Citroen is officially coming to India with the unveiling of its premium SUV, the C5 Aircross which is all set to be unveiled on the 1st day of February 2021. Citroen India commissioned a new research amongst Indians to find out the extent of the importance of comfort, on where and how Indians seek comfort. Citroën India’s ‘Comfortology’ research revealed some fascinating insights to Indians’ comfort levels at varying stages, with larger weightage to mobility.
The findings also reveal the impact of the pandemic on people’s perception and definition of comfort. The research was conducted across 10 cities in India with a total of 1801 respondents from diverse ages and genders.
Citroën India’s ‘Comfortology’ research also revealed some fascinating differences between Indians’ comfort levels; nearly a quarter (23%) find working from home (WFM) ‘extremely comfortable’, while a similar proportion (22%) describe it as quite the opposite (‘extremely uncomfortable’). In terms of gender, women appeared more comfortable managing the demands of work and home life during confinement than their male counterparts; two thirds (66%) of female respondents were ‘comfortable’ or ‘extremely comfortable’ juggling both responsibilities during COVID-19, compared to just 49% of men.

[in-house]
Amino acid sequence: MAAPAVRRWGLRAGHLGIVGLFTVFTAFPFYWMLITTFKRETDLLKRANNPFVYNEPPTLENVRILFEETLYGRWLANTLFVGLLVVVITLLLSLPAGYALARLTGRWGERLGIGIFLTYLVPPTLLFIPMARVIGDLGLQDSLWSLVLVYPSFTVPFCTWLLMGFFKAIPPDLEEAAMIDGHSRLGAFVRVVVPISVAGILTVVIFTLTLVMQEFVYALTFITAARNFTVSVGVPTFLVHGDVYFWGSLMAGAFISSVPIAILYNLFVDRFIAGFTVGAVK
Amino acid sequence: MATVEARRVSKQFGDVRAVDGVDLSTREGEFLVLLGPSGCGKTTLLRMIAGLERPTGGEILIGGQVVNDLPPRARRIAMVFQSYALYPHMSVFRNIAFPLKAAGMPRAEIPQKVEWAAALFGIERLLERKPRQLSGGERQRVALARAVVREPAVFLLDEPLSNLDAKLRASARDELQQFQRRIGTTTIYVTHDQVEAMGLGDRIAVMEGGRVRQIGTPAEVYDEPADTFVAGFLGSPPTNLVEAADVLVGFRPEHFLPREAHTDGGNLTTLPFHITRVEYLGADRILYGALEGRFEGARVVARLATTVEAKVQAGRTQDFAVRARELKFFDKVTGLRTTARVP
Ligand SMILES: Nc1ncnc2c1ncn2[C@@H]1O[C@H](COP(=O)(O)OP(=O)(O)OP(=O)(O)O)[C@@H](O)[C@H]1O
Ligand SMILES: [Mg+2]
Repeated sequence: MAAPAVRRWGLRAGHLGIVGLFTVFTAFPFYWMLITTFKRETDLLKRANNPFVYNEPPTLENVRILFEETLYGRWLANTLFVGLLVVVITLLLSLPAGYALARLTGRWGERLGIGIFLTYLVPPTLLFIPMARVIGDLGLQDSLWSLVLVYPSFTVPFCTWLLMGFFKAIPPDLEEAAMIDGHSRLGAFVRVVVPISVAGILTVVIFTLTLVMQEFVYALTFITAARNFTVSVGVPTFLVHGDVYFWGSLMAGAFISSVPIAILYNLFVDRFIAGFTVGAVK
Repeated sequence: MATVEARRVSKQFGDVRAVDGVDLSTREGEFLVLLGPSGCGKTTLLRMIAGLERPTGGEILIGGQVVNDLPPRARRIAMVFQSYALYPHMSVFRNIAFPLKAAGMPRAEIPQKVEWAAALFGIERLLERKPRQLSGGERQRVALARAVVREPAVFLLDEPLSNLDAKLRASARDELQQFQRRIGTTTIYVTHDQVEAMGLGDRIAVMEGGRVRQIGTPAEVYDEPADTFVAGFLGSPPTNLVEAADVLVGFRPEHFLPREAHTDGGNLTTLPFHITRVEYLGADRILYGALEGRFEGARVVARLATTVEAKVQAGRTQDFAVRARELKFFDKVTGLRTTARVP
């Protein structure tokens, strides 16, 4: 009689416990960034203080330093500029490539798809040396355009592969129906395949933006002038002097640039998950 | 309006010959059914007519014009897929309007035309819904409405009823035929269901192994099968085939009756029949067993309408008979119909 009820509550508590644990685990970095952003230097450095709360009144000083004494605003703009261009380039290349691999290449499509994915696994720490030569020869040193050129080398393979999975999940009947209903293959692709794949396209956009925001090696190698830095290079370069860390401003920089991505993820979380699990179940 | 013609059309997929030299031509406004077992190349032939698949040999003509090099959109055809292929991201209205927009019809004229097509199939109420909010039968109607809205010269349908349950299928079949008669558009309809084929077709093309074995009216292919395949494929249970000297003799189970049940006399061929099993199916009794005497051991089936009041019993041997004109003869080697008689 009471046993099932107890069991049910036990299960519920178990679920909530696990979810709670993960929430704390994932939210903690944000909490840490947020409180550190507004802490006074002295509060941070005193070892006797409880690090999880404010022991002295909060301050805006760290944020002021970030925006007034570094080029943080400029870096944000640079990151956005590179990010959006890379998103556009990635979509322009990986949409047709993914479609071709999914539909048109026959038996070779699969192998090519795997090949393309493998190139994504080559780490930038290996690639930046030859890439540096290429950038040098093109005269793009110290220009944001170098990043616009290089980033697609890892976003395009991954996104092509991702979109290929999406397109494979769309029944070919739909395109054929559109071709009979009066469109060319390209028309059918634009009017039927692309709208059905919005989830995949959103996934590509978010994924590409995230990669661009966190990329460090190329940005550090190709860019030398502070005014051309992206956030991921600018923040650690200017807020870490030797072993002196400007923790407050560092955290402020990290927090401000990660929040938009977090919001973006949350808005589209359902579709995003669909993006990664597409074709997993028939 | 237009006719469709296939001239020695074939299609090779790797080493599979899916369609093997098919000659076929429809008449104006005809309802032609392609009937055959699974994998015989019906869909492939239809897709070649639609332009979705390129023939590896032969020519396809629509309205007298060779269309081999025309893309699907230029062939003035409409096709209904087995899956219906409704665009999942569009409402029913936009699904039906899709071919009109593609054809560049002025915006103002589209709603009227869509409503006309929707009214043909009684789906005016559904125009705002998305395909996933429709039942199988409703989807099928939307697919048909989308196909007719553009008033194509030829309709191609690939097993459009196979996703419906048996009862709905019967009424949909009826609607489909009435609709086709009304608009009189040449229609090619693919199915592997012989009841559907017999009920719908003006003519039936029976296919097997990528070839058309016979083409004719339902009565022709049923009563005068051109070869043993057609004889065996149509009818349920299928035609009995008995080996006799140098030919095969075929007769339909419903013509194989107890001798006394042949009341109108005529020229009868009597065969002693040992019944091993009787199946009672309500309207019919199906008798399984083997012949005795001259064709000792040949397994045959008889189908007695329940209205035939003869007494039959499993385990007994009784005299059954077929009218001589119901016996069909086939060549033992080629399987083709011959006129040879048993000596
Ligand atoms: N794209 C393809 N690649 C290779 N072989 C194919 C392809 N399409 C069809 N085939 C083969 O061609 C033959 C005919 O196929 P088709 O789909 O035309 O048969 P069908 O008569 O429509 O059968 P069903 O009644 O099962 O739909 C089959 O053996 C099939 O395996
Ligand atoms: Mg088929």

One of the key data, which shows an inextricable link between comfort and travel, particularly by road, and Indians’ experience of the same includes:
- 19% of respondents described their drive to work as ‘the most uncomfortable hour of their day’ because of pot-holes and jerks, etc.
- 29% of respondents admitted that the drive to work is so full of noises/honking from outside, that they can barely concentrate on anything
- 16% of respondents try to call up their friends and try to catch up, but it is very difficult and uncomfortable because of traffic disturbances
- 49% of Indians experience backache, neck ache and other physical strains while driving
Citroën India’s ‘Comfortology’ report will be published, in full, in January 2021.
Mr Roland Bouchara, Senior Vice President, Sales & Marketing, Citroën India, highlights the objective and a key finding from the research, “Comfort – or its absence – represents a defining element of the driving experience; it is also a key consideration for road users and vehicle purchasers. This research provides unique insight into how and where Indians seek comfort, with respect to their daily lives, but also with respect to how they travel. Initial findings, for instance, demonstrate the profound impact the pandemic has had on people’s sense and definition of comfort; 25% respondents would have been most comfortable in a private car for short journeys (up to 3km) prior to the pandemic, a figure that has risen to 34% today. Preference for shared/public transport (buses/trains)) has declined from 28% to just 12% in the same period.”